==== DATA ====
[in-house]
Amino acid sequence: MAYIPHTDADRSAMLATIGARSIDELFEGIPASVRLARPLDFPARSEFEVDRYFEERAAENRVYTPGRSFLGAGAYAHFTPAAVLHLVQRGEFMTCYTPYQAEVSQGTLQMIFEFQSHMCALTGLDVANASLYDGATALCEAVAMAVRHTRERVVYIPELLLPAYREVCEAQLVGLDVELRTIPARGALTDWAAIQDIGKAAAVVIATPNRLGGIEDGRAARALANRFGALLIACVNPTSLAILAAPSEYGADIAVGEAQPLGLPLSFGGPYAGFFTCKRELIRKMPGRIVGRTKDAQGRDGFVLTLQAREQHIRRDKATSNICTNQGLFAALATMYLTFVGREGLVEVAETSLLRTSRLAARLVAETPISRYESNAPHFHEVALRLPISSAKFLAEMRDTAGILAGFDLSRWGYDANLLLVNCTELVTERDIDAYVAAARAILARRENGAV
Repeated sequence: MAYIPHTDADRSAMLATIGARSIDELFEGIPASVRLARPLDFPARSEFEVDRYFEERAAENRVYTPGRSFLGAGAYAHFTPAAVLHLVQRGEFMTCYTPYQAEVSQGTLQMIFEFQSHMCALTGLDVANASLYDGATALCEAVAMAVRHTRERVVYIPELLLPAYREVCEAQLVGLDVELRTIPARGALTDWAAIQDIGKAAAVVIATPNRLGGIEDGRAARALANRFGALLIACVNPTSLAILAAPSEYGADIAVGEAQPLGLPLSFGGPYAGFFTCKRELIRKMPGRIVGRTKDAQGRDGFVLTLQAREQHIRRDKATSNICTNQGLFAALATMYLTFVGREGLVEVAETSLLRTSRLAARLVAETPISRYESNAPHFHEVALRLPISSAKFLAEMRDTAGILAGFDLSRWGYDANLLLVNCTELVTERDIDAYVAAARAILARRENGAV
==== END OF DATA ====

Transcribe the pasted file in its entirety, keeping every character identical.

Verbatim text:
[in-house]
Amino acid sequence: MAYIPHTDADRSAMLATIGARSIDELFEGIPASVRLARPLDFPARSEFEVDRYFEERAAENRVYTPGRSFLGAGAYAHFTPAAVLHLVQRGEFMTCYTPYQAEVSQGTLQMIFEFQSHMCALTGLDVANASLYDGATALCEAVAMAVRHTRERVVYIPELLLPAYREVCEAQLVGLDVELRTIPARGALTDWAAIQDIGKAAAVVIATPNRLGGIEDGRAARALANRFGALLIACVNPTSLAILAAPSEYGADIAVGEAQPLGLPLSFGGPYAGFFTCKRELIRKMPGRIVGRTKDAQGRDGFVLTLQAREQHIRRDKATSNICTNQGLFAALATMYLTFVGREGLVEVAETSLLRTSRLAARLVAETPISRYESNAPHFHEVALRLPISSAKFLAEMRDTAGILAGFDLSRWGYDANLLLVNCTELVTERDIDAYVAAARAILARRENGAV
Repeated sequence: MAYIPHTDADRSAMLATIGARSIDELFEGIPASVRLARPLDFPARSEFEVDRYFEERAAENRVYTPGRSFLGAGAYAHFTPAAVLHLVQRGEFMTCYTPYQAEVSQGTLQMIFEFQSHMCALTGLDVANASLYDGATALCEAVAMAVRHTRERVVYIPELLLPAYREVCEAQLVGLDVELRTIPARGALTDWAAIQDIGKAAAVVIATPNRLGGIEDGRAARALANRFGALLIACVNPTSLAILAAPSEYGADIAVGEAQPLGLPLSFGGPYAGFFTCKRELIRKMPGRIVGRTKDAQGRDGFVLTLQAREQHIRRDKATSNICTNQGLFAALATMYLTFVGREGLVEVAETSLLRTSRLAARLVAETPISRYESNAPHFHEVALRLPISSAKFLAEMRDTAGILAGFDLSRWGYDANLLLVNCTELVTERDIDAYVAAARAILARRENGAV